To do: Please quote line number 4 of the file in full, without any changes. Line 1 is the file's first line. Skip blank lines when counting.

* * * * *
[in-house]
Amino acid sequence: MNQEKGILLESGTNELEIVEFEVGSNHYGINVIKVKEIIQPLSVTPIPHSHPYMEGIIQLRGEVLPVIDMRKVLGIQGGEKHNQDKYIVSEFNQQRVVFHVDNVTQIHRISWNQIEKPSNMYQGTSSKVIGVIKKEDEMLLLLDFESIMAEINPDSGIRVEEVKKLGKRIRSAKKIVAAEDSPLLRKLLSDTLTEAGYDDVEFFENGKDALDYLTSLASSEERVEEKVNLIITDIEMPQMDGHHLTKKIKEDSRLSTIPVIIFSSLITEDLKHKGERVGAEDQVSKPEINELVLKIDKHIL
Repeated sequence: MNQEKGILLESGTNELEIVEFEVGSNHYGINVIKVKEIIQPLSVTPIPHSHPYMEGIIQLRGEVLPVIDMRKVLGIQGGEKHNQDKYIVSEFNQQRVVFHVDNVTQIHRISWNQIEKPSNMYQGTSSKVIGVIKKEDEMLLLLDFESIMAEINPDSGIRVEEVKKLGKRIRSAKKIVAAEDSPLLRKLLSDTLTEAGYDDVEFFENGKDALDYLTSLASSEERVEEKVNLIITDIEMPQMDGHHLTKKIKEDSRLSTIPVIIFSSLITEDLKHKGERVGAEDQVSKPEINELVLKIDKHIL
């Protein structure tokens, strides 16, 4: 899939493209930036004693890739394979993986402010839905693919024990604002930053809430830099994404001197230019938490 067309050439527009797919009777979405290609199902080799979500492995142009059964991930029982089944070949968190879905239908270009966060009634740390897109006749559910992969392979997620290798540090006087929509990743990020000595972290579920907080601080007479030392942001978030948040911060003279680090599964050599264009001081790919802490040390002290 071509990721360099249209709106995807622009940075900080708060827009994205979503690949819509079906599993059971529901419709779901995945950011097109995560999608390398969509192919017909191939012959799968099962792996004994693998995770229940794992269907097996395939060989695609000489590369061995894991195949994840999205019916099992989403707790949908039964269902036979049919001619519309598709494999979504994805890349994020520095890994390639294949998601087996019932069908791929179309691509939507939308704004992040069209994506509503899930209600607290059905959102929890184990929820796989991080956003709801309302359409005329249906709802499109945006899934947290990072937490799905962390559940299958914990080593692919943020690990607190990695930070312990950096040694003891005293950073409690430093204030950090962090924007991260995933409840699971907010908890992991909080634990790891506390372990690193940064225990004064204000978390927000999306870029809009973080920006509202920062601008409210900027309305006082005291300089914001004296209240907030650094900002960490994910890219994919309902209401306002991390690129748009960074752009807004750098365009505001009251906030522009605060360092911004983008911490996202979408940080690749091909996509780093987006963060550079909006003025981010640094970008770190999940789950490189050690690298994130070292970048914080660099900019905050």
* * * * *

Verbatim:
């Protein structure tokens, strides 16, 4: 899939493209930036004693890739394979993986402010839905693919024990604002930053809430830099994404001197230019938490 067309050439527009797919009777979405290609199902080799979500492995142009059964991930029982089944070949968190879905239908270009966060009634740390897109006749559910992969392979997620290798540090006087929509990743990020000595972290579920907080601080007479030392942001978030948040911060003279680090599964050599264009001081790919802490040390002290 071509990721360099249209709106995807622009940075900080708060827009994205979503690949819509079906599993059971529901419709779901995945950011097109995560999608390398969509192919017909191939012959799968099962792996004994693998995770229940794992269907097996395939060989695609000489590369061995894991195949994840999205019916099992989403707790949908039964269902036979049919001619519309598709494999979504994805890349994020520095890994390639294949998601087996019932069908791929179309691509939507939308704004992040069209994506509503899930209600607290059905959102929890184990929820796989991080956003709801309302359409005329249906709802499109945006899934947290990072937490799905962390559940299958914990080593692919943020690990607190990695930070312990950096040694003891005293950073409690430093204030950090962090924007991260995933409840699971907010908890992991909080634990790891506390372990690193940064225990004064204000978390927000999306870029809009973080920006509202920062601008409210900027309305006082005291300089914001004296209240907030650094900002960490994910890219994919309902209401306002991390690129748009960074752009807004750098365009505001009251906030522009605060360092911004983008911490996202979408940080690749091909996509780093987006963060550079909006003025981010640094970008770190999940789950490189050690690298994130070292970048914080660099900019905050």